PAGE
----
If you follow my blog, you know that last month I had three glasses of wine, waited three hours, thought I was ok to drive, drove one block from a parking garage and pulled over realizing I wasn’t ok to drive, and managed to pull over across the street from five cop cars waiting, patiently, to catch anyone leaving the bars that might be remotely intoxicated. I didn’t even get pulled over, the cop knocked on my window after I parked.
You can read my earlier post of the details, but the short of the story is that I made a mistake, and now I have to pay for it. Thank goodness I’m not in debt, that I’m single, and that my financial responsibilities are too myself. Still, the whole procedures of having a giant DUI stamp on your head are, rightfully so, a giant pain. Hopefully you’ll never have to experience this in person, but so far I’ve spent $3,000 on a lawyer, expect to spend $2,000 on a fine, and who knows how much more in car insurance once I’m found guilty or take a plea bargain. Then there’s also the cost of the drunk driving classes, the cost of missing work for court and DMV hearings, and the cost of any interest you need to pay on loans to cover all of those fees.
Beyond the dollars lost, getting a DUI is, I hear, another 10 years of headaches. Again, I take getting a DUI seriously, and have learned my lesson and then some. That doesn’t change how frustrating the whole experience is, once you get in trouble the first time. This is probably true for any criminal occurrences, but I find it odd that you’re arrested, go to jail, let go in a few hours, and then you’re in this waiting period of freedom for a month or more before they have time to hear your case. It wasn’t clear at all how much I should pay for a lawyer, or if a lawyer is really going to make a difference in the result of my case. I was so frustrated by the situation that I didn’t want to “shop around” or negotiate like I normally would. One of my friends had a DUI a few years ago, so I asked her what to do, she recommended this lawyer, and I just said OK. I was incredibly ashamed and embarrassed and didn’t want to think about it or talk about it any more than necessary.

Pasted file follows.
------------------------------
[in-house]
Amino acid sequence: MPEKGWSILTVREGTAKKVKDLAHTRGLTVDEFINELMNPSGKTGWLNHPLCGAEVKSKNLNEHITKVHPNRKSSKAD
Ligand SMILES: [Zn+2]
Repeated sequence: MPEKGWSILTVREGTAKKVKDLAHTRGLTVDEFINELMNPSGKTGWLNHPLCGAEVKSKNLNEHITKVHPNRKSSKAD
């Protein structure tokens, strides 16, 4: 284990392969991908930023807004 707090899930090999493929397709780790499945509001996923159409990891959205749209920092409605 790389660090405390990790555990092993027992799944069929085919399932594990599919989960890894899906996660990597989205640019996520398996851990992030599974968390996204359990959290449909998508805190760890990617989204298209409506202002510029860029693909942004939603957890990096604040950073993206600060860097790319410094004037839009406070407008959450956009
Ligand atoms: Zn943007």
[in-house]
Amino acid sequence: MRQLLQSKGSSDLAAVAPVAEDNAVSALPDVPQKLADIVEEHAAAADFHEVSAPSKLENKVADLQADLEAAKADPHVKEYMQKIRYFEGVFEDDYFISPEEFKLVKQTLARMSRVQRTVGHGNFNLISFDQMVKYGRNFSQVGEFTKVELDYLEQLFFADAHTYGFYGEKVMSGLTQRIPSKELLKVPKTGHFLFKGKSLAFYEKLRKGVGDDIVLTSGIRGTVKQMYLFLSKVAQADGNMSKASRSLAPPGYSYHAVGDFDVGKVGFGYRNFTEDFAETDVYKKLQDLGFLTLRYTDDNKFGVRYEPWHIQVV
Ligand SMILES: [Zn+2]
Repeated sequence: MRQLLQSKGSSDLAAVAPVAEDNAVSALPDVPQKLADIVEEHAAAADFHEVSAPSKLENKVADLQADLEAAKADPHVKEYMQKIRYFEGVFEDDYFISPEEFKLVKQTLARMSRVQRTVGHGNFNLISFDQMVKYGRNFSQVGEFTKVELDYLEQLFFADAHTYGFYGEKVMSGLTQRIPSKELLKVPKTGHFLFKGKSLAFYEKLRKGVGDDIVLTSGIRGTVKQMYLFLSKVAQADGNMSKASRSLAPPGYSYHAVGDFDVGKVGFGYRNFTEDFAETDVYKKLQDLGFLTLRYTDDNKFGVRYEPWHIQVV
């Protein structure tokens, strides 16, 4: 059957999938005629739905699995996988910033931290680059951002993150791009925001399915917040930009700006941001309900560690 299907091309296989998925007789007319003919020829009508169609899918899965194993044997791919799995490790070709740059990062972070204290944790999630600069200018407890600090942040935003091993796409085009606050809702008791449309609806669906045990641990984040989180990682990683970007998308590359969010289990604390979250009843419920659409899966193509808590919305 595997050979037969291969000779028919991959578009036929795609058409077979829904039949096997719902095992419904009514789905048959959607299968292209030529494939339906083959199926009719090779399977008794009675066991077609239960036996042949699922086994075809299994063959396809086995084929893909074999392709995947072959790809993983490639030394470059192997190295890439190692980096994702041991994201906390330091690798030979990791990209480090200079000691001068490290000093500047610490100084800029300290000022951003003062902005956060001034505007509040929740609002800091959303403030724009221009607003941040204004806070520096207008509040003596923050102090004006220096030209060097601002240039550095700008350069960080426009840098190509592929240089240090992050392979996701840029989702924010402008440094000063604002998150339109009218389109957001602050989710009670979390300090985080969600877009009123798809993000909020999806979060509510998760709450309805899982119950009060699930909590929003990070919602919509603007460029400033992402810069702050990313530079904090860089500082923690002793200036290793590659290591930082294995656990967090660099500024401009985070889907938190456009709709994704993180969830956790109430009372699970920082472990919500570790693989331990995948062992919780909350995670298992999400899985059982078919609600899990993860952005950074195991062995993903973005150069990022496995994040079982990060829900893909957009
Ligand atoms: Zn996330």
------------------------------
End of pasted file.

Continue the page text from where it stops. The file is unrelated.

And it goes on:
After getting a DUI, you have 10 days to request a temporary license from the DMV (at least in California.) Then you have another DMV meeting about a month after that. There’s another hearing, in court, to set the date of your pre-trial arraignment. Apparently the first DMV hearing can be attended by your lawyer, and you don’t have to be there. Same thing goes for the first court hearing. Then you don’t have to go to the second DMV hearing, but you can, and it may help. And you’re required to go to the pre-trial arraignment in court. After that, I think how it works is that you can take a plea bargain. I assume this will come with the big fine, requirement to attend what I like to call “I’m a dumbass” courses, weekender work (free orange vests and sun!), and likely a license suspension for a month plus five months of a limited license that lets me drive only to work and back. Plus, for 10 years I have this on my record, which really isn’t too bad unless you get a second DUI (which I won’t), but it apparently means you can’t travel to Canada and if you ever apply for a job that asks if you have a record, you have to put this on your application, which will probably hold you back from some opportunities. For 10 years. Until I’m 37, I’m fucked.
That is, unless my lawyer can somehow prove that I was unlawfully arrested. There’s a small possibility there — I wasn’t pulled over — the only reason the cop bothered me at all is because someone apparently called 911 on a car leaving the parking garage around the same time I left. I don’t know what detail they have on the car leaving the garage, but from what I overheard while at the jail, the report said the car was a different make and model than the one I drive. As I was parked at the time when the cop walked up to my car, knocked on my door, which I then opened, and he asked me to step out of the car, and things went downhill from there.
There definitely are some laws (albeit minimal ones) to protect people from being unlawfully arrested. I’m not sure exactly what happens if they prove you were breaking the law after you were arrested — the fact of the matter is that I had .11 BAC and I shouldn’t have left the parking garage to begin with. A huge part of me wanted to just plead guilty, but the way the law works you are screwed if you do that, and you’re much better off trying to fight it, even if that means you end up with a plea bargain for wet reckless or a slightly smaller fine. I hate that I can’t just own up to my error and call it a day. Instead, this is a nightmare. And a month after I was arrested, the nightmare is only beginning.